Earliest known history shows the area that encompasses Blackduck today was originally inhabited by the Sioux tribes. As the Algonquin tribes of the East Coast moved further west in retreat from European settlers, they displaced the Sioux and settled in most of the land in northern Minnesota. In this area they became known as the Chippewa, or as they call themselves the Anishinaabe, or First People. The area provided many of the things needed to exist; game, fish, berries, wild rice, nuts and roots. As more and more European settlers came to the area in search of the natural resources, conflict because of differing views about use of the land became inevitable. In a series of treaties, more and more land was ceded to the new arrivals. Several reservations were established. The Red Lake Reservation, just to the northwest of Blackduck is recognized as a sovereign nation. The lands were never allotted to individuals, but are held in common by all Red Lake members.
The European settlers came to the area looking for free land. In addition to the hunting and fishing resources, they found rich soil. One of the first things they did was plant their gardens; they knew they would need all they could harvest to carry them over the winter months. Most of the early settlers staked their claims along the shores of Blackduck Lake.
Logging companies sprang up around the area, harvesting some of the richest pine in northern Minnesota. Many of these loggers chose to stay here after their camps moved on. They found work at numerous saw mills that were built as the demand for sawed lumber increased. Others worked in the pole yards and in the construction of homes and businesses.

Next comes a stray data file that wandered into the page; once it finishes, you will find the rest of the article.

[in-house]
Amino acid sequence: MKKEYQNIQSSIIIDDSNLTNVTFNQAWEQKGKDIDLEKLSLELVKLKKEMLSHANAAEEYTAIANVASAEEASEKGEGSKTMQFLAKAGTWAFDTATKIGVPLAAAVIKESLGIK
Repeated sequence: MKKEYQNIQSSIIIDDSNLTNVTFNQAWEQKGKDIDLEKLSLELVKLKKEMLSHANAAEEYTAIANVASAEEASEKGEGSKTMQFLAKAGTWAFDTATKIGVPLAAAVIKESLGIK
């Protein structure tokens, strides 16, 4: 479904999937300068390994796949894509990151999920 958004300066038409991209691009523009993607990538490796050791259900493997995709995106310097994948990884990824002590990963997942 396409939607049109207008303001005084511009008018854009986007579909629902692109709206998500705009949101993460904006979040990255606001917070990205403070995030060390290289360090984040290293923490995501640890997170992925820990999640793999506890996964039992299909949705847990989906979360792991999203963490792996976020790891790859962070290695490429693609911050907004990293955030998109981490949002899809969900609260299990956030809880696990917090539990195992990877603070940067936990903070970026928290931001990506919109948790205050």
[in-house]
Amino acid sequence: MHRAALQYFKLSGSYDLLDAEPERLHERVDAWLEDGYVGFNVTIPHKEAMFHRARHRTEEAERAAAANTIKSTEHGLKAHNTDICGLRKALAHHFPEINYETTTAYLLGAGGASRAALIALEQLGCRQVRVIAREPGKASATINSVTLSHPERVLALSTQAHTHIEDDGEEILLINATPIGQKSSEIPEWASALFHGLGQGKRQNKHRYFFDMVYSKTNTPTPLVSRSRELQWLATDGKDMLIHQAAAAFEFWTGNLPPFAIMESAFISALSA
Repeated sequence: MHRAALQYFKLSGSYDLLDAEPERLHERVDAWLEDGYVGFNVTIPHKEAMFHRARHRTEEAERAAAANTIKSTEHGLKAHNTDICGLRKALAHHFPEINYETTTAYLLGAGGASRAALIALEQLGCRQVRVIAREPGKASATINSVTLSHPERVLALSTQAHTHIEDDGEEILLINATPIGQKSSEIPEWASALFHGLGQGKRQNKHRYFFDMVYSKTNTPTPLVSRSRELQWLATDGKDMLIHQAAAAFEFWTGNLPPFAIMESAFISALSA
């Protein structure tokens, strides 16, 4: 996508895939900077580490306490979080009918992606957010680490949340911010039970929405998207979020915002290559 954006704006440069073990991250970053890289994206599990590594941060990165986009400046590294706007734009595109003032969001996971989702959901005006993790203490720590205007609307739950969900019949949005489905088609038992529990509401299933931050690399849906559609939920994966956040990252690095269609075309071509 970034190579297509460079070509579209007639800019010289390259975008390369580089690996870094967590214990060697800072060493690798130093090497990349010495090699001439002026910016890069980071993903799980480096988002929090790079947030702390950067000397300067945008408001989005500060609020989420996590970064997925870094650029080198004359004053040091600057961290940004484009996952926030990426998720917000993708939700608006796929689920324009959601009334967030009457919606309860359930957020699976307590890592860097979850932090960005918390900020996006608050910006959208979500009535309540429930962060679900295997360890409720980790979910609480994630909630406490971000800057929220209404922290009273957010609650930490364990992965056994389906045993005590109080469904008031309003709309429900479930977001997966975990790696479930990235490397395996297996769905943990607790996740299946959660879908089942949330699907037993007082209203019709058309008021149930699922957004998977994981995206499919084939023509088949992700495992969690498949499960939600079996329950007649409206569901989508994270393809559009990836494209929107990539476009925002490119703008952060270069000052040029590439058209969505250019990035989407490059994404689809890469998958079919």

In the early days there were a lot more birds, waterfowl, and animals. There is a legend that the lake was once covered by Cormorants, thought to be black “ducks”. The lake became Blackduck Lake, and when choosing a name for the town it only made sense to name the town Blackduck.
The first plan for the town site was along the Blackduck Lake. Meanwhile, Beltrami County surveyor Marcus D. Stoner purchased a homestead where the town now sits, from Nickolas Jansen. Stoner surveyed and plotted out the present town site. The village was organized October 19, 1900, and on December 21, 1900, residents voted to incorporate. The long awaited Minnesota and International railroad did not reach Blackduck until December 9, 1901. Finally there was a link to the outside world for quick delivery of equipment and supplies into the town and for the exporting of lumber.
The nearby Civilian Conservation Corps Camp has a rich history of its own. Camp Rabideau was one of many such camps created in the 1930’s by President Roosevelt to employ young men in conservation work and help bring an end to the great depression. It is the most well preserved CCC camp in the United States and recently was designated as a National Historic Landmark. Restoration is ongoing and guided tours are available from May through September.
For more information on Blackduck history see www.lakesnwoods.com/BlackduckHistory.htm.